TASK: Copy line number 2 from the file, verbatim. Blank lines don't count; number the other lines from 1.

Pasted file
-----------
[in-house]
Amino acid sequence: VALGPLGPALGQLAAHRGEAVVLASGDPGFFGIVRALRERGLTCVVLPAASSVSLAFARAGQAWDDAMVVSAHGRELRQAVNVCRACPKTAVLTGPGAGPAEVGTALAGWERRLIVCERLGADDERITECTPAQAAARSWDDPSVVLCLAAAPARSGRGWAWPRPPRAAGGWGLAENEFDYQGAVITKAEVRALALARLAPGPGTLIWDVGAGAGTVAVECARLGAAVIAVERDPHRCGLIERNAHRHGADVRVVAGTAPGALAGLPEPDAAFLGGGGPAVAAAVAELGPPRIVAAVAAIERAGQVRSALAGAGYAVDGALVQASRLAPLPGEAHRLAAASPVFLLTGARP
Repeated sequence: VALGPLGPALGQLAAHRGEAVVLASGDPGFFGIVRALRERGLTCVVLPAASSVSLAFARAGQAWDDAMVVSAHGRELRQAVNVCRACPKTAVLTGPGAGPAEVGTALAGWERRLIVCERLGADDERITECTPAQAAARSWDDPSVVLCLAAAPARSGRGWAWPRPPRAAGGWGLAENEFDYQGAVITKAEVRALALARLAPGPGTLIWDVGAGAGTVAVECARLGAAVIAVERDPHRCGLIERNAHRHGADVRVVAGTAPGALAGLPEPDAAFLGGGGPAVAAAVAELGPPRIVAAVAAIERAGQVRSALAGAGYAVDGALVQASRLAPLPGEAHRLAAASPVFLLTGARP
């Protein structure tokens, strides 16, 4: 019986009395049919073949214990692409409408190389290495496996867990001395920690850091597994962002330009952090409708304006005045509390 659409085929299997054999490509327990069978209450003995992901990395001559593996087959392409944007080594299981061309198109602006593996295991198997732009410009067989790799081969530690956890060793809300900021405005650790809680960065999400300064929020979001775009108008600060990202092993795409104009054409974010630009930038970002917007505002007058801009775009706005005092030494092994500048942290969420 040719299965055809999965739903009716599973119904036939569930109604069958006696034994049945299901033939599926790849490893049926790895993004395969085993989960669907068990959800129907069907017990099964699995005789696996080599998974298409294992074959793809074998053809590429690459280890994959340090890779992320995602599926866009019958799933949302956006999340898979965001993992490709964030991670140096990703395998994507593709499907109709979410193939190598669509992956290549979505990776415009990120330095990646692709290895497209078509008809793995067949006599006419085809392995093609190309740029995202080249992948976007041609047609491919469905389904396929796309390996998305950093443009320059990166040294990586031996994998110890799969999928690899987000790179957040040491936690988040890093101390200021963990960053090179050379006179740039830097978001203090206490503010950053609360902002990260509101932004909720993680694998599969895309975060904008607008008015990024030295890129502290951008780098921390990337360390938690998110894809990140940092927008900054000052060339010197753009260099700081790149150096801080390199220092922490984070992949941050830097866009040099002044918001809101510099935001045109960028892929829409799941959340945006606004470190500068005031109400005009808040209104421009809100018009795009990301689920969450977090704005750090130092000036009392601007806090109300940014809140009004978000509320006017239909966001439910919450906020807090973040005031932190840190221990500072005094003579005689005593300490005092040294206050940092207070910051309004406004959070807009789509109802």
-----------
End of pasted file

Amino acid sequence: VALGPLGPALGQLAAHRGEAVVLASGDPGFFGIVRALRERGLTCVVLPAASSVSLAFARAGQAWDDAMVVSAHGRELRQAVNVCRACPKTAVLTGPGAGPAEVGTALAGWERRLIVCERLGADDERITECTPAQAAARSWDDPSVVLCLAAAPARSGRGWAWPRPPRAAGGWGLAENEFDYQGAVITKAEVRALALARLAPGPGTLIWDVGAGAGTVAVECARLGAAVIAVERDPHRCGLIERNAHRHGADVRVVAGTAPGALAGLPEPDAAFLGGGGPAVAAAVAELGPPRIVAAVAAIERAGQVRSALAGAGYAVDGALVQASRLAPLPGEAHRLAAASPVFLLTGARP